Less spicy, more mature, slightly darker in colour, and deeper in flavour than the 12-year-old; the house style of the distillery, beautifully presented.
Perfectly balanced, naturally rich and smooth.The Singleton of Glen Ord
Best enjoyed neat or with a drop of water.
A taste of Speyside sophistication.
Rich old amber.
Aromas of walnuts, polished antique oak lead into a whole bowl of dried fruits followed by ginger biscuits, and a honeyed sweetness cut by cleansing freshness.
Medium bodied, rich in the mouth.
Very full and cooling. A splendid mouth-coating richness with elegant orange oil and rich fruit . Becoming drying and appetising, with notes of chocolate truffle.
Full, long and finely detailed, with clear cedar notes against a smooth backdrop of fine, silky chocolate.
Distillery: Glen OrdTM
Age: 18 years old
Strength: 40% ABV
Place of Origin: Muir of Ord
Region: Northern Highlands
in brief… A very sophisticated and well-structured old Singleton that balances a rich fruitiness with a gentle aromatic dryness.
in a sentence… Beautifully finished and leaning toward dryness while maintaining an enduring, and appetising, sweetness, this combination making it wonderful with intense, hard cheeses, with which it creates a more-ish array of faintly woody, nutty, sweet and salty, creamy and honeyed notes.
Complex and well balanced. Smooth and unctuous at first, yet hinting at an intriguing dryness to come on the palate. Aromas of walnuts and polished antique oak lead into a whole bowl of dried fruits (apricots, blackcurrants, apples), followed by ginger biscuits. Later, a smoothly honeyed sweetness is cut by the cleansing freshness of crisp, newly peeled pears.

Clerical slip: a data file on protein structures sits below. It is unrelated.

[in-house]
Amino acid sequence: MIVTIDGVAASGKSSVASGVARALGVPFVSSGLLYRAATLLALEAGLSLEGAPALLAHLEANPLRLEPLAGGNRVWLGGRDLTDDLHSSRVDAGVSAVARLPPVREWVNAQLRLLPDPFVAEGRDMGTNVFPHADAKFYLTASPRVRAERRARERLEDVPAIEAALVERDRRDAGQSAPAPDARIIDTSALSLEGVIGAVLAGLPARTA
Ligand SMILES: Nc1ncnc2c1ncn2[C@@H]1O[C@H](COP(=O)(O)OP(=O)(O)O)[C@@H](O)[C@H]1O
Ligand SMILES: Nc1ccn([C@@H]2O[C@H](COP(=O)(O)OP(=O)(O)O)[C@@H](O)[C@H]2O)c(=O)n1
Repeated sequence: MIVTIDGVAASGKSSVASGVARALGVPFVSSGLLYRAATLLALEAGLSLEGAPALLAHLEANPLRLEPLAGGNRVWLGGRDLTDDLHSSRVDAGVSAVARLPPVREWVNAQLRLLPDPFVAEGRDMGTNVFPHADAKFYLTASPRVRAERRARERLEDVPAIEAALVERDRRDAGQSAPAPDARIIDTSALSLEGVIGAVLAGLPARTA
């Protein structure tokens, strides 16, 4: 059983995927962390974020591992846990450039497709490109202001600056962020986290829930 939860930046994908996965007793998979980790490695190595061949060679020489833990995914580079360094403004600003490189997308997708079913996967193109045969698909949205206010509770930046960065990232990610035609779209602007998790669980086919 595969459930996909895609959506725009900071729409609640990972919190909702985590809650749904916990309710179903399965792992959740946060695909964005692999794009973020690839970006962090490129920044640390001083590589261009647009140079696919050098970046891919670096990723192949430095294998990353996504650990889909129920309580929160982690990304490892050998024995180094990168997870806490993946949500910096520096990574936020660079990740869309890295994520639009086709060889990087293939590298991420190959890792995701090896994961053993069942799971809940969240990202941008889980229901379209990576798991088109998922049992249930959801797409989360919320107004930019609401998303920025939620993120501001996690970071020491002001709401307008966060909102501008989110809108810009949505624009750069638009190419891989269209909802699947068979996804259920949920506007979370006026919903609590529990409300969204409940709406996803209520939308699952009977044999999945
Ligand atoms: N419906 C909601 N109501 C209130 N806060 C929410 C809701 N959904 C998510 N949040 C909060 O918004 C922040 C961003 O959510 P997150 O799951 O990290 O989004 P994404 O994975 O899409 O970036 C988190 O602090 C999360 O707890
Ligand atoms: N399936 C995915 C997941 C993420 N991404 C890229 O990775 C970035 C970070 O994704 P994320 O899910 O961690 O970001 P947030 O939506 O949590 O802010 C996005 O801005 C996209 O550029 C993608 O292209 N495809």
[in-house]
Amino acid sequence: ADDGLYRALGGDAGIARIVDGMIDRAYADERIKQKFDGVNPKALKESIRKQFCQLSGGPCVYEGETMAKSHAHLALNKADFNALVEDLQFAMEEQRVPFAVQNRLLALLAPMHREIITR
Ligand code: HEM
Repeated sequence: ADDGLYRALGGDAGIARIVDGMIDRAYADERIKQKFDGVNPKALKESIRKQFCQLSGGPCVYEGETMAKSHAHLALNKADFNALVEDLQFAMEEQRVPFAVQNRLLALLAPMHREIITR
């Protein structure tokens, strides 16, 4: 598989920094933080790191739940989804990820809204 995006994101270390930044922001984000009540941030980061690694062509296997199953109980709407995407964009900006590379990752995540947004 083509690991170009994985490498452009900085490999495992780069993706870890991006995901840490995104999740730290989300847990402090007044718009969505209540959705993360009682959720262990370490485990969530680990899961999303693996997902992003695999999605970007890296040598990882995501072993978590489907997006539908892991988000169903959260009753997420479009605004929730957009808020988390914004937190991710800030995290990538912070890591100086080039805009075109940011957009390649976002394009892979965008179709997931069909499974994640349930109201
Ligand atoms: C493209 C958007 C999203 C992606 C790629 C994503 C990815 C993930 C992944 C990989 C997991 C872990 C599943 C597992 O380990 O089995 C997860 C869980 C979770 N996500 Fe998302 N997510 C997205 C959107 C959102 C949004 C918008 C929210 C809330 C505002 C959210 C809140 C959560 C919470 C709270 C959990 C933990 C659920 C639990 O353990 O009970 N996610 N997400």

Very full and cooling. A splendid mouth-coating richness with elegant orange oil and rich fruit (perhaps sliced mangos and rich cream). Becoming drying and appetising, with notes of chocolate truffle.
Full, long and finely detailed, with clear cedar notes against a smooth backdrop of fine, silky chocolate. Becomes leaner, with a memory of gingery malt; that dryness is now offset by a lingering sweetness in a polished conclusion.
Another that should need no introduction. The thing to look for in Talisker, as with all smoky whiskies, is sweetness that give the requisite balance to the drying effect of smoke. Underneath Talisker's smoke, which ain't as all-pervaiding as Lagavulin, is a sweet pear-like quality. When young there are notes of the land: heather, moor, sweet seaweed, and a finish that has a distinctive cracked black pepper hit.
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